Strangest Towns & Communities in the World
From a Spanish ‘Smurf town’, to an American village where residents talk to the dead: there are some truly strange places in the world that make for interesting alternatives to well-trodden tourist destinations.
The town of Hallstatt in Western Austria is like something out of a fairytale: a UNESCO World heritage site, dotted with winding, cobbled alleyways, charming 16th-century houses, and surrounded by stunning mountain ranges, beautiful evergreen forests, and a large, picturesque lake.
In recent years constructing large-scale imitations of iconic Western landmarks has been a growing trend in China: most famously the 354 ft Eiffel Tower in the city of Tianducheng, and, n 2012, a Chinese mining company in Guangdong Province, decided to build their own version of Hallstatt, constructing replicas of the quaint, alpine houses and even their own version of their striking, central church!
Setenil de las Bodegas, Spain
Setenil de las Bodegas
Built on the site of a former Arab fortress (of which just one turret remains) this beautiful Southern Spanish town was built into a network of caves and cliffs in order to protect against invading forces, and it remains largely unchanged from its original state, with its winding streets, and charming whitewashed homes and cafes, shaded from the sun by large, overhanging rocks.
This small town in New Mexico has become a mecca for alien enthusiasts since the summer of 1947 when it is alleged that a UFO crashed into a nearby ranch. It is now home to The International UFO Museum and Research Center, and myriad UFO-themed shops and cafes, (including a UFO-shaped Mcdonalds), as well as the annual, UFO Summer Festival, which is the largest event of its kind in the world, attracting close to 40,000 visitors.
This pretty yet unassuming village in Southern Spain was transformed in 2011 when the entirety of its buildings were painted bright blue by Sony’s Spanish wing, as a publicity stunt to promote their upcoming ‘Smurfs’ movie. It was originally due to be returned back to its original whitewashed state shortly after, but instead, the village held a referendum in which the majority of residents voted to keep it blue: a decision somewhat vindicated by the fact that their annual visitor numbers have since risen from around 9,000 to nearly 100,000.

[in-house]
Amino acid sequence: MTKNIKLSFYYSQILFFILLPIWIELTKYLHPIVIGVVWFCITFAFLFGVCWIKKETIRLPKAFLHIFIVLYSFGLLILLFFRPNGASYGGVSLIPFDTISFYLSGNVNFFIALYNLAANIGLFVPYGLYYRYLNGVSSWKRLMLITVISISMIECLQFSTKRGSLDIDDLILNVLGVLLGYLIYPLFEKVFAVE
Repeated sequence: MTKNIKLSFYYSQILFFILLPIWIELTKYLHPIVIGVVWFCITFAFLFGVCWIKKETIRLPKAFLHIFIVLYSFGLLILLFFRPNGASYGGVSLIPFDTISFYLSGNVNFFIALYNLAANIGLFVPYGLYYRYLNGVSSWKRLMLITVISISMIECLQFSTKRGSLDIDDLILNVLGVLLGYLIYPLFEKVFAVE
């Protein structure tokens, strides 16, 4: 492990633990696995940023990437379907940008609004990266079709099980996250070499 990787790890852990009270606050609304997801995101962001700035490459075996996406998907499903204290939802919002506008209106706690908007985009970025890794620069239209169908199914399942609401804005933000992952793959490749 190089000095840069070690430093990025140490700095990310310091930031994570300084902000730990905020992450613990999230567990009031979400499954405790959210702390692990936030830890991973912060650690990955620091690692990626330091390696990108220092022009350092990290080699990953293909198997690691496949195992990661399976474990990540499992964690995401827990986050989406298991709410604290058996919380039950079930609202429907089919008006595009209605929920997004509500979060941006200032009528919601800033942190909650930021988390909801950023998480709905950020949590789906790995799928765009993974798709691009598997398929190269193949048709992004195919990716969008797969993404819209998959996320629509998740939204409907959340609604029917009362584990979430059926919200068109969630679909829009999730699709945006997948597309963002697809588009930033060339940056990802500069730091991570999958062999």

Lily Dale, USA
Lily Dale, USA
This tiny village of 300 residents in upstate New York is home to the world's largest concentration of mediums (those who claim to be able to communicate with the dead). The town gained infamy following the 2010, HBO documentary No One Dies In Lily Dale, and it has since become somewhat of a cult, tourist destination, with visitors able to make appointments with mediums, or visit one of the several temples located there.
Thames Town, China
Thames Town in China
Another bizarre western architectural imitation in China is Thames Town: a replica of a British Market town situated in a Shanghai suburb. Featuring London-style red phone boxes, faux Tudor architecture and even a pub and fish & chip shop, the town, though empty of residents, is popular both with tourists and also with wedding parties who use its quaint features as backdrops for their photos.
Maharishi Vedic City, USA
Maharishi Vedic City
A philosophy rooted in ancient Indian teachings: Vedic design promotes the use of natural materials, renewable energy, and architecture which maximises natural light and fresh air in order to promote the well-being of residents.
It is a philosophy popularised by Indian guru, Maharishi Mahesh Yogi, and in 1991, he partnered with a group of real-estate developers to purchase a large amount of Iowa farmland, and began the construction of America’s first ‘Verdic City’.
It was officially incorporated as Iowa’s newest city a decade later, and since then has grown considerably, now home to over 200 buildings including The Raj, a traditional, Ayurvedic spa and health centre; The Maharishi University of Management which is made up of several golden, domed-roof structures, and The Maharishi Vedic Observatory, an open-air observatory encompassing numerous masonry sundials.